Politics: The housing crisis head scratcher

If the economy here is doing so well, why are there so many problems? And how can a government seen as weak and vulnerable be so stable?

Tel Aviv housing tent protesters 311 (R) (photo credit: REUTERS)
Tel Aviv housing tent protesters 311 (R)
(photo credit: REUTERS)
Residents of one country woke up this week to headlines about teenagers gunned down by an extremist in a horrible terrorist attack that killed dozens.
Residents of another had their newspapers filled with pictures of young people not much older sleeping in tents in public thoroughfares.
Anyone aiming to predict this summer’s headlines would have thought the latter scenario would take place in Scandinavia and the former in the Middle East. But they would have been wrong.
It is that contrast that Prime Minister Binyamin Netanyahu’s top advisers and coalition Knesset members were discussing in the Knesset corridors and cafeteria this week. They expressed relief that Israel’s summer was being marked by a socioeconomic stir and not a stormy security situation, and they attempted to explain the conundrums caused by the ongoing debate over the housing crisis.
On the one hand, the economy is stronger than ever. Israel has the highest projected economic growth this year of any country in the OECD, 5.2 percent. The record-low unemployment figure of 5.8% fell this week to an astonishing 5.7%.
Such numbers would certainly be welcomed in the United States, where economic growth is not expected to exceed 3.3%, unemployment is at 9.2%, and a frightening deadline is looming on Tuesday for dealing with the country’s astronomic debt. The numbers in much of Europe are worse or not much better.
So if the economy here is doing so well relatively, why are there so many legitimate problems raised by young people protesting all over the country? And perhaps even more perplexing, how can a government that was portrayed in the media this week as weak and vulnerable really be so unthreatened and stable?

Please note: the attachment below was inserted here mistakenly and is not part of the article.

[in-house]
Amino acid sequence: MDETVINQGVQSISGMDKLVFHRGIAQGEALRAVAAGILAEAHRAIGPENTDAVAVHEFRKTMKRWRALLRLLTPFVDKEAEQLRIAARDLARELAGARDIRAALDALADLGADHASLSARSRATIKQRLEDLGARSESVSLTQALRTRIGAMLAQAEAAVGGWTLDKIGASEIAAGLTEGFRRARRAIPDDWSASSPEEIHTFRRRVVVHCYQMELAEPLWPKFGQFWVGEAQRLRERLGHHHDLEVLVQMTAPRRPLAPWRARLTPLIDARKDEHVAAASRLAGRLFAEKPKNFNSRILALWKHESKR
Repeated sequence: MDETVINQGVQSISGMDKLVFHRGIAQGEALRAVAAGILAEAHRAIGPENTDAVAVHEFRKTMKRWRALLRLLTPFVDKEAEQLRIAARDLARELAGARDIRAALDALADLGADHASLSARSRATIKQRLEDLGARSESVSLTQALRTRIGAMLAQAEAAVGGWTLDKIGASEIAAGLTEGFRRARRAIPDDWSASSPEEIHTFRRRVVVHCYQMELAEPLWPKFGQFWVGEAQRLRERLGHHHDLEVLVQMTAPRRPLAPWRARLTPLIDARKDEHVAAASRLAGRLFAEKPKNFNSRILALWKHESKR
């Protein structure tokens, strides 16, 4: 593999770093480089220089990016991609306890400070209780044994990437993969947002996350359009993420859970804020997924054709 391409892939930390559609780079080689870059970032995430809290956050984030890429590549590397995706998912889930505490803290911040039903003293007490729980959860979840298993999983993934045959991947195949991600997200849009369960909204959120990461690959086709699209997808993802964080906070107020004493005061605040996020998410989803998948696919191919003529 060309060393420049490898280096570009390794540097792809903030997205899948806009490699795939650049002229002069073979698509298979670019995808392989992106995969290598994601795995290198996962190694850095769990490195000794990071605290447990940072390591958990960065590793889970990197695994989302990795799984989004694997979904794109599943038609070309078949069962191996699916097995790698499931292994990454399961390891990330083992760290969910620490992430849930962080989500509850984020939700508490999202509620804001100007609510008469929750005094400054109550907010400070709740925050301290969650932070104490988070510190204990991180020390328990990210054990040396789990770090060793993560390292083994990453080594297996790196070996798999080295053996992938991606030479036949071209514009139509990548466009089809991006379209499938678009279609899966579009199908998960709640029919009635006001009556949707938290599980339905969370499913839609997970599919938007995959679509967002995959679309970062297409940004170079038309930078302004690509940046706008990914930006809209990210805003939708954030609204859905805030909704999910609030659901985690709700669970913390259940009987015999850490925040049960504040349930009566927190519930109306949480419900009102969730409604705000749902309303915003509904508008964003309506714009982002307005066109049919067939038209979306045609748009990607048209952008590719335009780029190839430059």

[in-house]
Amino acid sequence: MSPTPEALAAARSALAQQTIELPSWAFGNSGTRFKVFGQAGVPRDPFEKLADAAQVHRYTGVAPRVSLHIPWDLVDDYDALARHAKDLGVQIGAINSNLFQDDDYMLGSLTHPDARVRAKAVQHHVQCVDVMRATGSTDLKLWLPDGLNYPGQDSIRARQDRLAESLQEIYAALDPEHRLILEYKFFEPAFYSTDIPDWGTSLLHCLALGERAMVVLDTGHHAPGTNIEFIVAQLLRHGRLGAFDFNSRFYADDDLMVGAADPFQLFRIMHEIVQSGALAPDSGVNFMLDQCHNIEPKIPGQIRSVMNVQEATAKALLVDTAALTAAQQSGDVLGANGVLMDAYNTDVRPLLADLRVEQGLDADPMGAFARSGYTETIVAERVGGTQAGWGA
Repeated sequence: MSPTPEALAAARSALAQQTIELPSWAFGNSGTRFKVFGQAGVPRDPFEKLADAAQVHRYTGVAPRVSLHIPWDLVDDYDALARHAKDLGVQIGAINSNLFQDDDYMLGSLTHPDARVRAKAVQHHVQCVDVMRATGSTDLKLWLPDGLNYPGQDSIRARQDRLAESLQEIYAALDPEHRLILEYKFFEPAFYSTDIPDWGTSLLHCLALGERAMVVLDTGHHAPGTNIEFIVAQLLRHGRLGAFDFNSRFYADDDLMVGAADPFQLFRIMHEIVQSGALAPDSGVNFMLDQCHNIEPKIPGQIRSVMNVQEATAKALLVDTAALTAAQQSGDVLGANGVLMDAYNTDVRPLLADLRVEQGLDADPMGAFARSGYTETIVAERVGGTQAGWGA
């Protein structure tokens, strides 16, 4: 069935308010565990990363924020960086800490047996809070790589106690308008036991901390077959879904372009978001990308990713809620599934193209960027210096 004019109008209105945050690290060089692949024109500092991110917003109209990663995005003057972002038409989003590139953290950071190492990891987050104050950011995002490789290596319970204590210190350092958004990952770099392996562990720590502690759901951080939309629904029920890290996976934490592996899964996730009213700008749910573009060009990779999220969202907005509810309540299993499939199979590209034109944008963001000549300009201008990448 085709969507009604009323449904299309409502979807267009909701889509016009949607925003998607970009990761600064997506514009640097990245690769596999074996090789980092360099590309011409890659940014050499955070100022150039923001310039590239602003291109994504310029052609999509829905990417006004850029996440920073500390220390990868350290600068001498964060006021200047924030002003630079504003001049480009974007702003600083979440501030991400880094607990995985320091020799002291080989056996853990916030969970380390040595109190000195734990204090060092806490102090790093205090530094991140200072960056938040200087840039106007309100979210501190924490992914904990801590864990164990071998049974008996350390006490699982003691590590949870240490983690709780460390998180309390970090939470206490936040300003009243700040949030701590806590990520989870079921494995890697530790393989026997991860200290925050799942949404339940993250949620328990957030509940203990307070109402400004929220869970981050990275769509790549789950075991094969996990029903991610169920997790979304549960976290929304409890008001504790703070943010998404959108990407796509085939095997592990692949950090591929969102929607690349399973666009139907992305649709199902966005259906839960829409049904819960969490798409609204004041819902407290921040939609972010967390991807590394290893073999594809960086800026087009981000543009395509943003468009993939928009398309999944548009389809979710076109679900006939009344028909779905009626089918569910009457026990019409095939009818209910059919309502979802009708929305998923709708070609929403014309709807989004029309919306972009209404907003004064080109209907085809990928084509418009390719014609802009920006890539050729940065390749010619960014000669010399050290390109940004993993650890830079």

The first answer to both those questions given by MKs and officials close to Netanyahu goes back to how this article started. The lack of an urgent security dilemma and the diplomatic deadline in late September being so far away by Middle East standards created a news vacuum that allowed problems that have been swept under the rug to hit the surface and stay there, encouraged by the media outlets that are out for Netanyahu’s head.
One opposition MK put it this way: “The fact that the economy is so strong makes what young people are going through even more infuriating. When there are wars, people understand the need to make sacrifices. But the quiet in the North and South gave people time to consider their own personal situation, the escalating prices for so many basic items and services, and the fact that there is no party in the government fighting for these things.”
Wars also have a habit of uniting a people against a common enemy and giving even the least cohesive governments a kindred sense of purpose.
By contrast, even in the most stable coalitions, domestic unrest and protests lead to infighting and finger-pointing among politicians seeking to avoid blame or ensure that their enemies will be taken down or at least harmed politically.
An adviser to Netanyahu downplayed a Dialog poll published in Haaretz this week that appeared to indicate that the protests had significantly weakened the prime minister. The poll found that Netanyahu’s approval rating fell from 51% following his altercation with US President Barack Obama two months ago, to only 32%. The adviser called the earlier number artificially high and the current one artificially low.
He said it was only natural that facing off against Israel’s enemies in a war or standing up to perceived pressure from the president of the United States in diplomatic developments makes a prime minister look strong, while attempting to find solutions for the average Joe protesting in the streets makes him look weak.
Addressing concerns that the Obama administration could decide to “kick Netanyahu when he’s down,” like some believe it did with ousted Egyptian president Hosni Mubarak, the prime minister’s advisers said polls proved that such a move by Obama would backfire.